Don’t expect to vote on looser rules for solar energy in next November’s election.
Amid allegations that it wasn’t paying bills, Floridians for Solar Choice shut down its paid petition-gathering operation in the state several weeks ago. The coalition of environmental and free-market groups was pushing a constitutional amendment that would have allowed people to contract with solar energy companies to install solar panels on their roofs and buy that electricity.
Late Thursday, the group announced it was “exploring options for a 2018 campaign.”
Floridians for Solar Choice had contracted with California-based PCI Consulting to gather the petitions needed to put its constitutional amendment on the ballot. They’ve paid the company more than $1 million this year to collect signatures, according to state records.
PCI Consulting President Angelo Paparella says Floridians for Solar Choice still owes his firm hundreds of thousands of dollars. But Stephen Smith, who sits on the solar choice board, contends that the group has “paid all the legitimate claims in the contract in full.”
“[Smith] tried to raise the money, and he never raised it,” Paparella said Friday. “He couldn’t get there, and that’s fine. But what’s not fine is to not pay me. It’s ridiculous.”
After pulling the plug on signature gathering in mid-November, PCI Consulting sent Floridians for Solar Choice a bill that included about $200,000 in charges that the group says were not part of the contract, said Smith, the executive director of the Southern Alliance for Clean Energy, which funded most of the solar group’s efforts.
It takes 683,149 petitions signed by at least 8 percent of the registered voters in 14 congressional districts to make the ballot in Florida. Most successful campaigns contract signature gathering work out to companies like PCI Consulting, which in 2014 put medical marijuana and conservation amendments on the ballot.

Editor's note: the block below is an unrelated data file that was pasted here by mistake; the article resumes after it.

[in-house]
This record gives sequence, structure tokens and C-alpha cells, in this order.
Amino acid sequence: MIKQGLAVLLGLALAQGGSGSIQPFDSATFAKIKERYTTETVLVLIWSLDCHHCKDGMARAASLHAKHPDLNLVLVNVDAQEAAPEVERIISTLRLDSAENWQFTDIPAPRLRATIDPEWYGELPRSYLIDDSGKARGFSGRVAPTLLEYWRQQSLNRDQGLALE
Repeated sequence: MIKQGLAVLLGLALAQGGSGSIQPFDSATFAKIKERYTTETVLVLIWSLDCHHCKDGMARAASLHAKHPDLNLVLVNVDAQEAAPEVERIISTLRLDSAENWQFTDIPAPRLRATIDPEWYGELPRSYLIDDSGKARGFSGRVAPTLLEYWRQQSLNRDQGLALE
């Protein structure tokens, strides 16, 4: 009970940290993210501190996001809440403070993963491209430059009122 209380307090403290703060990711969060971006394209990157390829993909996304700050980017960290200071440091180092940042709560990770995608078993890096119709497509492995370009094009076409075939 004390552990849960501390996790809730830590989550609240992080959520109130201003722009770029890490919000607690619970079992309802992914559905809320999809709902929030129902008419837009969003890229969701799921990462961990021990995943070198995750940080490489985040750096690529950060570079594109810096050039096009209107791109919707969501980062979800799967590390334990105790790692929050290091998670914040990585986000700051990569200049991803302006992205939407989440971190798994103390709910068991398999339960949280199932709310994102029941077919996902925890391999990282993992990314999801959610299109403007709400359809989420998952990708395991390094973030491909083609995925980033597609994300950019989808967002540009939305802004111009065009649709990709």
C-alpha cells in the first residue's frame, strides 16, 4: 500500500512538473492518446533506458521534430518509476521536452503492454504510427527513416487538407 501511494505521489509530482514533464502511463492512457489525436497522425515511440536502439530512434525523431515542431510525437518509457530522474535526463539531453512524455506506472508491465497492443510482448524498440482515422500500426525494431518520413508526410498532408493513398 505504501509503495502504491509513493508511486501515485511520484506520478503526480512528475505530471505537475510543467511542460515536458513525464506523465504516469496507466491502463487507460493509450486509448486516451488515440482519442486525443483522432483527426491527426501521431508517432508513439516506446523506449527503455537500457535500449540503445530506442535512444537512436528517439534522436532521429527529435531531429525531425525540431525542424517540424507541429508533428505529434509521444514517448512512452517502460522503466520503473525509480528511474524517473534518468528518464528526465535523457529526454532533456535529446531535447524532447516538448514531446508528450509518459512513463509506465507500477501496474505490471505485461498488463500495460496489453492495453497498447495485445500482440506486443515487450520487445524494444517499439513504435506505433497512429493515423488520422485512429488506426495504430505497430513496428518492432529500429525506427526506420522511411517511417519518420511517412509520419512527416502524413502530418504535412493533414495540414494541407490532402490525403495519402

With a critical Dec. 31 deadline fast approaching, Floridians for Solar Choice is more than 400,000 signatures shy of what it needs. The state has verified 272,444 petitions, and another 212,000 are being held by PCI Consulting while the accounting disagreements are worked through.
“They have about 212,000 petitions that we have paid for, that we have met all the contractual obligations for, and we are prepared to go to court to get those released,” Smith said.
Paparella would not comment on details about those signatures, except to say that they will “get turned over to the committee upon full payment of all invoices.” He said he is considering filing a lawsuit as well.
Even with the petitions PCI Consulting has not sent to supervisors of elections, Floridians for Solar Choice would be well behind where it needs to be to make it on the ballot. In part, that is because they stopped paying people to collect petitions in November.
Adding to the group’s woes: For months, a rival group backed by major utility companies has mounted a counter-campaign with their own constitutional amendment solidifying existing utility regulations.
“Their apparent failure to make the ballot does not change our objective,” said Sarah Bascom, spokesperson for Consumers for Smart Solar, in a statement Friday. “We will continue to gather signatures to place our Smart Solar amendment on the ballot, and will vigorously advocate its passage.”
Florida Power & Light and Duke Energy funneled more than $1 million each into that group, which raised more than any political committee in the state this year, including Gov. Rick Scott’s Let’s Get to Work. Most of that money went to their own signature collection efforts. The utility group also reportedly raised the amount it would pay for each petition collected, making it harder for Floridians for Solar Choice to keep pace.
The solar choice group still hopes to qualify for the 2016 ballot, but recognizes it’s a long shot.
“We are not giving up,” Smith said, “[but] we can and are seriously looking at a potential pivot to 2018.”
That would likely require them to continue collecting petitions through this year, while the signatures they have already submitted are eligible. It also might require Floridians for Solar Choice to contract with a company to collect petition signatures again.
“I’m not sure Mr. Paparella and I will agree on that going forward,” Smith said, “but there are other groups we can work with.”
Contact Michael Auslen at email@example.com. Follow @MichaelAuslen.